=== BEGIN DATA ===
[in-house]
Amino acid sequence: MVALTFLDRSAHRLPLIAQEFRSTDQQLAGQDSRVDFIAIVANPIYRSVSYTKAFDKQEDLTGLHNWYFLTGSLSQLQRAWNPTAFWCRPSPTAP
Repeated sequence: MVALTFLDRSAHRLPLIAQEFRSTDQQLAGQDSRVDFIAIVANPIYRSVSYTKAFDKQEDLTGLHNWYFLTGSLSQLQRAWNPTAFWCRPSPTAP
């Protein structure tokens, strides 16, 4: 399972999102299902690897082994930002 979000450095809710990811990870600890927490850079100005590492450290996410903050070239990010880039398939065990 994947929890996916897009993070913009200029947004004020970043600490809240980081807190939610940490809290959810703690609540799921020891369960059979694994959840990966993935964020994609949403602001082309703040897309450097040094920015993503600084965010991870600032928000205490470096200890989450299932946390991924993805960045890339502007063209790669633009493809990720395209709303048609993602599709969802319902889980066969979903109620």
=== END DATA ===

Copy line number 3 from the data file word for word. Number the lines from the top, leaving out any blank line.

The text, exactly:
Repeated sequence: MVALTFLDRSAHRLPLIAQEFRSTDQQLAGQDSRVDFIAIVANPIYRSVSYTKAFDKQEDLTGLHNWYFLTGSLSQLQRAWNPTAFWCRPSPTAP